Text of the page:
By AKEEB ALARAPE
After two failed attempts to stop his trial, the embattled Chairman of Bi-Courtney Limited, Mr. Wale Babalakin (SAN) is expected to appear in court today over alleged money laundering for convicted former governor of Delta State, James Ibori. The Economic and Financial Crimes Commission (EFCC) had slammed 27-count charge against Babalakin, Alex Okoh, Stabilini Visioni Ltd, Bi-Courtney Ltd and Renix Nigeria Ltd for fraudulently assisting Ibori to transfer about N4.7 billion through a third party to some foreign accounts.
A Federal High Court, sitting in Ikoyi Lagos, had in, December 21 dismissed Babalakin’s application to stop his prosecution. Delivering his ruling on the application brought under enforcement of his fundamental human rights, Justice Ibrahim Buba had described the application, filed by Mr. Wale Akoni, counsel to Babalakin, as a ‘cat and mouse game’ and held that the court lacked the jurisdiction to entertain the application. The court held that it had concurrent jurisdiction with the Lagos High Court, where EFCC had earlier dragged Babalakin and as such could not entertain the case.
“I do not find any merit in the application. The applicant cannot approach this court to enforce his fundamental human rights. “The court has a concurrent jurisdiction with the Lagos State High Court on matters touching on fundamental rights. “The applicant ought to have taken the application before the court of arraignment and challenge the authorities on his alleged harassment. “If the applicant is ill, then, he should say so before the court of arraignment as only the living can stand to face trial. “In a criminal charge, trial commences with arraignment and the learned SAN should not be afraid to stand trial.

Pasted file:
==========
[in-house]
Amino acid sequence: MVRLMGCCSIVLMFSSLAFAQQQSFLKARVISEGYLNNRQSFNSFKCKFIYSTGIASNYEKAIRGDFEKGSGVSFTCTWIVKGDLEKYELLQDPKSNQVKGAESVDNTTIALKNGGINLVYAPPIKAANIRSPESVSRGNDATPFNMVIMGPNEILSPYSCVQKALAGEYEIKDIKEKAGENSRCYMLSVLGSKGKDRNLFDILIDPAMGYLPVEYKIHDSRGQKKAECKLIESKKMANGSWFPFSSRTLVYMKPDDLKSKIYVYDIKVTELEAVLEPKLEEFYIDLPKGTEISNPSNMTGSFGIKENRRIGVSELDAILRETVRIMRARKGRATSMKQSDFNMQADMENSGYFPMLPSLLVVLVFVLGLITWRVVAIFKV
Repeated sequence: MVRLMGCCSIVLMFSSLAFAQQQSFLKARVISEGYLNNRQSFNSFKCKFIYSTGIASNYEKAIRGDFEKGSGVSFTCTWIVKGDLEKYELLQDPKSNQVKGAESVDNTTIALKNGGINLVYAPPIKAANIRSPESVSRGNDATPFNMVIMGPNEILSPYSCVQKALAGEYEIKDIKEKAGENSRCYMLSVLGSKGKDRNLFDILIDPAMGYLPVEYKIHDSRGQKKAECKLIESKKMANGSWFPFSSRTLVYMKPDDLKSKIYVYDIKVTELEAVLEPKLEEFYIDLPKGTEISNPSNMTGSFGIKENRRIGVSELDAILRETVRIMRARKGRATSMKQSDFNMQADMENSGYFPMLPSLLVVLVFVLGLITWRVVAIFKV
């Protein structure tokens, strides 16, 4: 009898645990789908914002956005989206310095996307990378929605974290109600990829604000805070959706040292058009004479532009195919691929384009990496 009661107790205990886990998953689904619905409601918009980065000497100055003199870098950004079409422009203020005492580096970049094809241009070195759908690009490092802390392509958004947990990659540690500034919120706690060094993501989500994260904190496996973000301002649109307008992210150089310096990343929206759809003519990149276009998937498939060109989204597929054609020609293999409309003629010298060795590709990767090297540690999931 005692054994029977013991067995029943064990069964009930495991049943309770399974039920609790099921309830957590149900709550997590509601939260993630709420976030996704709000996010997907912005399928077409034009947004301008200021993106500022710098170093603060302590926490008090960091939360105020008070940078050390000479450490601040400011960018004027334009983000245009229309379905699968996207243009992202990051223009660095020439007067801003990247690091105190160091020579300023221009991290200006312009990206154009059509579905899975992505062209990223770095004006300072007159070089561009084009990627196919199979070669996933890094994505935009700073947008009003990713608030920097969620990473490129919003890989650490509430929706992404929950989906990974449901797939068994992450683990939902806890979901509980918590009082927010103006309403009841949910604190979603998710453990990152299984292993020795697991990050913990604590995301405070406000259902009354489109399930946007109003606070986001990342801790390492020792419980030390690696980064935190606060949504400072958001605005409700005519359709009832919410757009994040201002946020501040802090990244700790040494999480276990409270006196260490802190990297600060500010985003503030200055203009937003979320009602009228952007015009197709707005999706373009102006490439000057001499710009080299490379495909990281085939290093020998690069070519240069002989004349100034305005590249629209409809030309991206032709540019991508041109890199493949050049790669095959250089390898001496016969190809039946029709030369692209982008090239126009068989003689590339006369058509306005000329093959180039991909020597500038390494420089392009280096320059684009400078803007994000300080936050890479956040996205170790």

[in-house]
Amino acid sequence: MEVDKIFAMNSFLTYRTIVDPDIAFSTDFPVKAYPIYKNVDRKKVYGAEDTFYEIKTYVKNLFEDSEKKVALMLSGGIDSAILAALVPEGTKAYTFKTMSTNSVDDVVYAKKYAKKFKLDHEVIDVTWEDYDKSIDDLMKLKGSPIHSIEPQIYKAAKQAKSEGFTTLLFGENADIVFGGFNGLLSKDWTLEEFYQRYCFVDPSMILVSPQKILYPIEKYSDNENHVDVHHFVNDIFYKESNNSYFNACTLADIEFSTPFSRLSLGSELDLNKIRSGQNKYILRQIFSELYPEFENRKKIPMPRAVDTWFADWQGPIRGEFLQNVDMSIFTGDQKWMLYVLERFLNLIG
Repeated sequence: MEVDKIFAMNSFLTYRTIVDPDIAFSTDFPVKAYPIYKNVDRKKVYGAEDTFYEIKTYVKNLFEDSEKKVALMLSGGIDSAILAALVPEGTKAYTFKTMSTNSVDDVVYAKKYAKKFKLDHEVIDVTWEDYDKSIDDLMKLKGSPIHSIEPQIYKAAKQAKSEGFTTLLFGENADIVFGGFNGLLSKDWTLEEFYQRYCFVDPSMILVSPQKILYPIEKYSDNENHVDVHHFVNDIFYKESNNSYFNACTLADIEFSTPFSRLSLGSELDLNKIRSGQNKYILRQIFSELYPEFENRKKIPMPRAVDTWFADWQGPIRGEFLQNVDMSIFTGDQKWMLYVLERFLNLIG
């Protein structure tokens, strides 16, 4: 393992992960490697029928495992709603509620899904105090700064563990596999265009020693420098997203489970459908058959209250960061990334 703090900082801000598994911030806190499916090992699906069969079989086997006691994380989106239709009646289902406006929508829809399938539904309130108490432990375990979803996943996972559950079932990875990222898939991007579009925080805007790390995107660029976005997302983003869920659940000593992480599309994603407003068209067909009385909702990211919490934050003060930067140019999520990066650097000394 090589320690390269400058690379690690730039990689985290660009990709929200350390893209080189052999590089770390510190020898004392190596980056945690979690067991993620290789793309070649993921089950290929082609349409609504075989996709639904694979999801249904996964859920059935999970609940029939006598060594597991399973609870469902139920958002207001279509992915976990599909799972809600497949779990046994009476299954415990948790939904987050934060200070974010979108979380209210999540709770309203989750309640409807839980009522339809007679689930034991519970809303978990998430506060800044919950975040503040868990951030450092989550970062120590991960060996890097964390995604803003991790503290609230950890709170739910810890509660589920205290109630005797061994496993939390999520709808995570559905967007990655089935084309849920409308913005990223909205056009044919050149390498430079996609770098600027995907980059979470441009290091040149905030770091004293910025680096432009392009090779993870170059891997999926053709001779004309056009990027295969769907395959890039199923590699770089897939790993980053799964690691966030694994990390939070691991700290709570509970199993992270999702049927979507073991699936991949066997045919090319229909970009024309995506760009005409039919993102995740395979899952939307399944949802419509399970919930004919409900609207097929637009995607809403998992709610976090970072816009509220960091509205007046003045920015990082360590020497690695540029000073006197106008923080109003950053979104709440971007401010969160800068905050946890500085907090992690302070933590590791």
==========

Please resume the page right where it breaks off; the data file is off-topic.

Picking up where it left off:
“The police reserve the right to arrest and detain an accused without a warrant where a criminal charge is preferred against him,” Buba held. An earlier attempt to arraign Babalakin before a Lagos High Court, sitting in Ikeja, on November 29 had suffered a setback as his counsel then, Chief Ebun Sofunde (SAN) told the court, presided over by Justice Adeniyi Onigbanjo that Babalakin was on admission at the Lagos University Teaching Hospital (LUTH) over an undisclosed ailment. Ironically, Sofunde announced his withdrawal from the case on December 12, 2012, citing personal reasons. His withdrawal, which was contained in an application dated December 4, 2012, came as a surprise.
But with the December 21 ruling of Justice Buba the staged was set for Babalakin’s prosecution by the EFCC. Meanwhile, the embattled business mogul was last night declared wanted by the Economic and Financial Crimes Commission (EFCC) in connection with an ongoing case of criminal conspiracy and money laundering to the tune of N4.7billion. According to Head of Media of the Commission, Wilson Uwujaren, the businessman was supposed to report to the commission yesterday, preparatory to his arraignment on a 27-count criminal charge before Justice Adeniyi Onigbanjo of the Lagos High Court today, but failed to do so and had allegedly gone underground.
The commission said anyone with any useful information as to his whereabouts should contact the commission in its Enugu, Kano, Lagos, Gombe, Port Harcourt and Abuja offices. A statement signed by Dipo Kehinde, media aide to Wale Babalakin read: “We don’t understand the game that EFCC is playing, This is nothing but a deep political game. Since Babalakin came out of the hospital he had reported at the EFCC office in Lagos for more than five times. He was also there on Tuesday. He is on EFFC’s administrative bail.He is not a man on the run.
We have a date in court tomorrow.” . Analysts believe that this move by the EFCC might prove unproductive as members of the public would rather report such cases only when financial rewards are attached. Babalakin is being prosecuted over his alleged involvement in laundering money for former governor of Delta State, James Ibori in 2006 when he held sway. This hide and seek game between the EFCC and Babalakin which has been on for over two months has been questioned by many Nigerians who believe the Commission is not doing enough to finally put the case to rest.